Steele Narrows Park

Steele Narrows Provincial Park is the spot where the North West Resistance of 1885 came to an end on June 3, 1885.


Often called the Battle of Loon Lake, it was a confrontation between 65 men under the leadership of North-West Mounted Police Superintendent Sam Steele (photo lower right)and the Woods and the Plains Cree under the leadership of Big Bear (photo lower left), after they retreated from the Battle of Frenchman Butte.


None of Steele's men died but Cree losses were heavy. Four were killed, including prominent Woods Cree Chief Cut Arm. The battlefield is a provincial historic site, marked with interpretive plaques.


Steele’s advance party and the Cree were both surprised when they came upon each other at the Narrows. The Cree withdrew to an entrenched position on a hill overlooking the Narrows and, low in ammunition, Steele’s troops withdrew also. A peace delegation from the Cree camp approached Steele’s Scouts but was fired upon. A battle followed, where several Scouts were wounded and at least five Cree were killed.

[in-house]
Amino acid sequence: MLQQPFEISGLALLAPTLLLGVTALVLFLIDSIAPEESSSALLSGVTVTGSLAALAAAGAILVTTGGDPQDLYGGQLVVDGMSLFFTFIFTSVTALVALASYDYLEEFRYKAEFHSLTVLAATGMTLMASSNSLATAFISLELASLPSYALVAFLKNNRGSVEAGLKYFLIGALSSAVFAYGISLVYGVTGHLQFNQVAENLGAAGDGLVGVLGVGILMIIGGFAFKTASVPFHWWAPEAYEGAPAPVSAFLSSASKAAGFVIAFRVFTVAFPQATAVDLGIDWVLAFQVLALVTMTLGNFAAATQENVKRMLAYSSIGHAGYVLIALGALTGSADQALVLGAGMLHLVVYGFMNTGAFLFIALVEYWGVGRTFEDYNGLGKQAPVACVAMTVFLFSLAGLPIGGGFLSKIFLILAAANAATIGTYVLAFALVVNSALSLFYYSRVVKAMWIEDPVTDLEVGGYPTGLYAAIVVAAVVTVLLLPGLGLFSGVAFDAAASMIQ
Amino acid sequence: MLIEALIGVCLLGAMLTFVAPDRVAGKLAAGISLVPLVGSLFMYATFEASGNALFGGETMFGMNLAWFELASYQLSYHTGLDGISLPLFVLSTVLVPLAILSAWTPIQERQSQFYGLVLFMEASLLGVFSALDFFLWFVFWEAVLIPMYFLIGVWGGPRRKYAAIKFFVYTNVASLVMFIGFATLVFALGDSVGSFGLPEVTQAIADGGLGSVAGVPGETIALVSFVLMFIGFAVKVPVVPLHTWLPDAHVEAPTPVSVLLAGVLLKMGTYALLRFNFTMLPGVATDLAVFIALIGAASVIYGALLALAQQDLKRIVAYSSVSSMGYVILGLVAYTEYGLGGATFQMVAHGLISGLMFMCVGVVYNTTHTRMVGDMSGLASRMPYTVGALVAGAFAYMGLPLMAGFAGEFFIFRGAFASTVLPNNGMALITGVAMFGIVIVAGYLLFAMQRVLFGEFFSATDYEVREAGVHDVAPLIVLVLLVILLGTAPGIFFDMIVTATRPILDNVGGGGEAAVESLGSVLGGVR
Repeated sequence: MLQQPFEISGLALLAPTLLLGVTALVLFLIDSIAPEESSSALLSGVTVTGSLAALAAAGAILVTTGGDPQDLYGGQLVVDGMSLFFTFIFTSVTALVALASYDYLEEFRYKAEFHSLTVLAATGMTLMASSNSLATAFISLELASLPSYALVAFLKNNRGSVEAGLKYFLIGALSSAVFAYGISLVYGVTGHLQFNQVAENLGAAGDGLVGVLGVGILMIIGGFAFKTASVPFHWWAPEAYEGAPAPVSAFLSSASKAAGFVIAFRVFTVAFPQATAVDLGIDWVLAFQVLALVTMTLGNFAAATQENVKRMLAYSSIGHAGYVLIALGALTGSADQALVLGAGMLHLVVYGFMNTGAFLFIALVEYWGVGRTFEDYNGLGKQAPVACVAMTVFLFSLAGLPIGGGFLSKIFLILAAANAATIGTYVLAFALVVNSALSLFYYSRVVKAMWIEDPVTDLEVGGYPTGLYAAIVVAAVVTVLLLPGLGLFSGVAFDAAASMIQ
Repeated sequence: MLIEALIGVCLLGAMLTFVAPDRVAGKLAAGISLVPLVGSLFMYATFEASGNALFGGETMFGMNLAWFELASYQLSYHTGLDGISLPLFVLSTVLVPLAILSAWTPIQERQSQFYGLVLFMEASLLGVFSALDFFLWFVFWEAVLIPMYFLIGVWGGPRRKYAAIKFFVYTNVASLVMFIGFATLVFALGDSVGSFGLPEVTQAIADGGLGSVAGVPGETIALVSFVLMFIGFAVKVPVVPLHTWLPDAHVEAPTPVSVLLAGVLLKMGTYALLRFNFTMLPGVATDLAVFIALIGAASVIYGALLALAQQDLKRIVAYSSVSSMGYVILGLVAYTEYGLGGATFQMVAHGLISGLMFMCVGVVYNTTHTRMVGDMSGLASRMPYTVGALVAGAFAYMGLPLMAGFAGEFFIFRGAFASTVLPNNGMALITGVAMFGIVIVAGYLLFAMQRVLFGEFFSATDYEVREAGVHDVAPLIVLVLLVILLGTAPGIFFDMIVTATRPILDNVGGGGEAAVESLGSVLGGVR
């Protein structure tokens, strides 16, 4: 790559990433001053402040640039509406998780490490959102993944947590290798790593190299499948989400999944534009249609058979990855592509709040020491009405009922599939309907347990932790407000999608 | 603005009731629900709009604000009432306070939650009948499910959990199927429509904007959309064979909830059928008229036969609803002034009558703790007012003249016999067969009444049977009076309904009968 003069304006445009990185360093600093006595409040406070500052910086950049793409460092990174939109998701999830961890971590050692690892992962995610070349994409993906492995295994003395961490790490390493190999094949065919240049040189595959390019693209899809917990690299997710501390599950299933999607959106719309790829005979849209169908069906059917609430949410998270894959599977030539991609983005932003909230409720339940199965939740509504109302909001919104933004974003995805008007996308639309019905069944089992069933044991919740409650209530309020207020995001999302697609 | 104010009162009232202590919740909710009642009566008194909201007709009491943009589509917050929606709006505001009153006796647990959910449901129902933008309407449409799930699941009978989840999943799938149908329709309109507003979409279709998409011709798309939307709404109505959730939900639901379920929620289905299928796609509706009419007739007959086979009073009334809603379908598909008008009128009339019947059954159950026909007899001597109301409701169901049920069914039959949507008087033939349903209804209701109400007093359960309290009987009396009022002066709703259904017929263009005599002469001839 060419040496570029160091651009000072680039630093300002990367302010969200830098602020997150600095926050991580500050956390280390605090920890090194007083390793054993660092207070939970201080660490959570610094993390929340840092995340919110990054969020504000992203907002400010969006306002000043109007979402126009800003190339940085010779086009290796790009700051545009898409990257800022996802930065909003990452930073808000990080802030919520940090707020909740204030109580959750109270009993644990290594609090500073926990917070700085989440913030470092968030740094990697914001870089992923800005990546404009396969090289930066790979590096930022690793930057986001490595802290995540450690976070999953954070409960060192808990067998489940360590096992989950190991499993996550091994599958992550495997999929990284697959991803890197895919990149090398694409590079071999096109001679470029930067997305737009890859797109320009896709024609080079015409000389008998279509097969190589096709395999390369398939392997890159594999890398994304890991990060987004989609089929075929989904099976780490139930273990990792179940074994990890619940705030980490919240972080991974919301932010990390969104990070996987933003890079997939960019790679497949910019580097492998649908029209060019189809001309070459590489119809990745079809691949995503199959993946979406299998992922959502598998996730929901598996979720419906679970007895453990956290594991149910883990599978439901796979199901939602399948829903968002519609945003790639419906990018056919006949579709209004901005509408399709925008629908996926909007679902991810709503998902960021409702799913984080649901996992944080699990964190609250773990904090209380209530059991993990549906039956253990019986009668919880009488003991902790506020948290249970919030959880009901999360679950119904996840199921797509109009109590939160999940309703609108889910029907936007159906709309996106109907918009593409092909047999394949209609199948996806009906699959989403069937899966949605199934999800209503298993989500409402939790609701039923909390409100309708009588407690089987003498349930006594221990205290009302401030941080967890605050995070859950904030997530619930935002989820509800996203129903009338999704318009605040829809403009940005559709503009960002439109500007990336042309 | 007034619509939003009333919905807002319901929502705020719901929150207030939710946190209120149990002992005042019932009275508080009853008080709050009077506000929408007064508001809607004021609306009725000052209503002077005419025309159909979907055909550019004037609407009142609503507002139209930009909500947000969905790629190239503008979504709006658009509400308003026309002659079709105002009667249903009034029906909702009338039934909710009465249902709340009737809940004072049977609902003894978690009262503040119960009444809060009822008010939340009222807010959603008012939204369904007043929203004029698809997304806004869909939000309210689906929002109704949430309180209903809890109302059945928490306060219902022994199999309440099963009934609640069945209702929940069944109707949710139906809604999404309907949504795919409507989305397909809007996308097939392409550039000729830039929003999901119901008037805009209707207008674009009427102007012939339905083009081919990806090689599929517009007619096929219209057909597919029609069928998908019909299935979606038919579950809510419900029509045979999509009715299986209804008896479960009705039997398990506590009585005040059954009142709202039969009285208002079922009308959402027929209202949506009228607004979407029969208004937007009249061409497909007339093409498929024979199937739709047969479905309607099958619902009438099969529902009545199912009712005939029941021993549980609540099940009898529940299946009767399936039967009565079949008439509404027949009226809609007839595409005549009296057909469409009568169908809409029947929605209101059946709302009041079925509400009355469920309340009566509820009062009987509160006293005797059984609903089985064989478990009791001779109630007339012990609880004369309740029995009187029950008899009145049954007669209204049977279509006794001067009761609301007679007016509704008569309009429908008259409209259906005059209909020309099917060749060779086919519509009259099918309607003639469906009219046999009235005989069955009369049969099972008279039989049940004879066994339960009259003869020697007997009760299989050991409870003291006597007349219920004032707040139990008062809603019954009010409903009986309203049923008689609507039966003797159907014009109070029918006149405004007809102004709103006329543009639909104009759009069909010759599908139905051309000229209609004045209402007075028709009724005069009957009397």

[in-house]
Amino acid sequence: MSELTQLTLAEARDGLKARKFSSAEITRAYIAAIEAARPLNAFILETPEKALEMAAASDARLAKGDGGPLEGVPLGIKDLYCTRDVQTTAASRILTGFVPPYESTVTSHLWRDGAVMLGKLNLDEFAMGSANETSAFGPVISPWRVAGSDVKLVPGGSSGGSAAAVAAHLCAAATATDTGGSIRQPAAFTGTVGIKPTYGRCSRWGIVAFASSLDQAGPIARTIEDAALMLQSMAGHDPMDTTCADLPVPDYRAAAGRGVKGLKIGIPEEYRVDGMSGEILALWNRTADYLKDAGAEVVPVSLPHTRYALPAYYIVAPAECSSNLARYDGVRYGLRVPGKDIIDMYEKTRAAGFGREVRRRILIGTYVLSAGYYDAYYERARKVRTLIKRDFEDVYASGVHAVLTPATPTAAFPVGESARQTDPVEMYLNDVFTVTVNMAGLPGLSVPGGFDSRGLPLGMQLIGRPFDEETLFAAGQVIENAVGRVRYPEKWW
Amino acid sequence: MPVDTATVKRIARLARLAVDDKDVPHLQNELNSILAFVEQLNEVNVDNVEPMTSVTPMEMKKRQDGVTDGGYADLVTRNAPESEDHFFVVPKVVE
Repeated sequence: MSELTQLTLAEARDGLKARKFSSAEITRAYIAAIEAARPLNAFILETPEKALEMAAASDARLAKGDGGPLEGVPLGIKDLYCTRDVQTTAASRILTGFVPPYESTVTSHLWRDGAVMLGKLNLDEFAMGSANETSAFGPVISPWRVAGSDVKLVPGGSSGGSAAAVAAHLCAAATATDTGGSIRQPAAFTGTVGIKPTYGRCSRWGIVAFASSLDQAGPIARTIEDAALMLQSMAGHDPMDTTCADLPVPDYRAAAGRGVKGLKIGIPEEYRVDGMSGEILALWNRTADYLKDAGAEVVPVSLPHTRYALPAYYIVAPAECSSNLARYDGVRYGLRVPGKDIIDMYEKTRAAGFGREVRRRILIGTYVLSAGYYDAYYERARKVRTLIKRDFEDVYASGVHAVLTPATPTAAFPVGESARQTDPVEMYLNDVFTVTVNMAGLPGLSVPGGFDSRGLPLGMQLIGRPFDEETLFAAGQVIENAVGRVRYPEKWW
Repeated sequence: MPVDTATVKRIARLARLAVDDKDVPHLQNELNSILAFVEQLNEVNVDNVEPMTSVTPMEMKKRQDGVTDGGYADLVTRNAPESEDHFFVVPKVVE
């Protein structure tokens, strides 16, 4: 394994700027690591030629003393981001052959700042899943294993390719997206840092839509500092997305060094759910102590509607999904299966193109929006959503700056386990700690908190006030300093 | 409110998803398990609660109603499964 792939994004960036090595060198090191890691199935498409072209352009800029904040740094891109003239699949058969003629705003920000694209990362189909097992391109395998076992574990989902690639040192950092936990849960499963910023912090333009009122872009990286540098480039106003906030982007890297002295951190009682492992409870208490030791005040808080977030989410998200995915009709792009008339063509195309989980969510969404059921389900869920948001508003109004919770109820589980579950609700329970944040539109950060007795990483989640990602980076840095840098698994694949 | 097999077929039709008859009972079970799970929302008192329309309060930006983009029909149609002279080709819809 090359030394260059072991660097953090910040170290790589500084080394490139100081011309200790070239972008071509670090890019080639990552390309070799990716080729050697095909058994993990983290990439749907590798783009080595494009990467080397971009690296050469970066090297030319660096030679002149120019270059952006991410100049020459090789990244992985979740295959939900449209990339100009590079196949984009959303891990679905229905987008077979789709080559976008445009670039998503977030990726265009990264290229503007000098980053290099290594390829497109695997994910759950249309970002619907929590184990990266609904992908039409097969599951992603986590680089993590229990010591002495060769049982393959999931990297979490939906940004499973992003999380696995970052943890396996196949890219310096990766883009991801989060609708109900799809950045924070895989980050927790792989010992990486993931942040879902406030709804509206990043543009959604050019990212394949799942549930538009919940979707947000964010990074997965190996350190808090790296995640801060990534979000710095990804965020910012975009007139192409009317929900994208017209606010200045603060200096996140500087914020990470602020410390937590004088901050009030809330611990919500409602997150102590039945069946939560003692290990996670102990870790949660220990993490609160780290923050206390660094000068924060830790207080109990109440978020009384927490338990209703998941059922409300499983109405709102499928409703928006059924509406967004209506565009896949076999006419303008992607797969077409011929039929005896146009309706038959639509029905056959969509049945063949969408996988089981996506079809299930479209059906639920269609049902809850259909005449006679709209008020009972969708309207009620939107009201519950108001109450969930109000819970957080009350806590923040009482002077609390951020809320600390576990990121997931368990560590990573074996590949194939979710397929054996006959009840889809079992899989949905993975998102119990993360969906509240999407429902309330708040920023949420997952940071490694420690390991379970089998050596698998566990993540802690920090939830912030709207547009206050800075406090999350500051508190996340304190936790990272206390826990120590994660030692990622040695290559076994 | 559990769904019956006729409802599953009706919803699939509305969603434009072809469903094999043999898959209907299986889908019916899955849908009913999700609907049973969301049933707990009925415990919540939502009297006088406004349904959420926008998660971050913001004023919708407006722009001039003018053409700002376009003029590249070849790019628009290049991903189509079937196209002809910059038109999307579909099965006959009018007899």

Today, Steele Narrows is a provincial park located approximately 10 km west of Loon Lake, Saskatchewan.


The Resistance ended in July of 1885 when Wandering Spirit, the war chief leading the Cree military campaign, surrendered to authorities at Fort Pitt. Big Bear, the aging peacetime chief of this band of Cree, eluded capture until July 2.


The Battle of Loon Lake is commemorated today by interpretive signs placed by the Government of Saskatchewan and a plaque placed by the Historic Sites and Monuments Board of Canada.


Steele Narrows Provincial Park is open from Victoria Day long weekend in May until Labour Day long weekend in September.


Loon Lake SK.
Ph: (306) 837-7410

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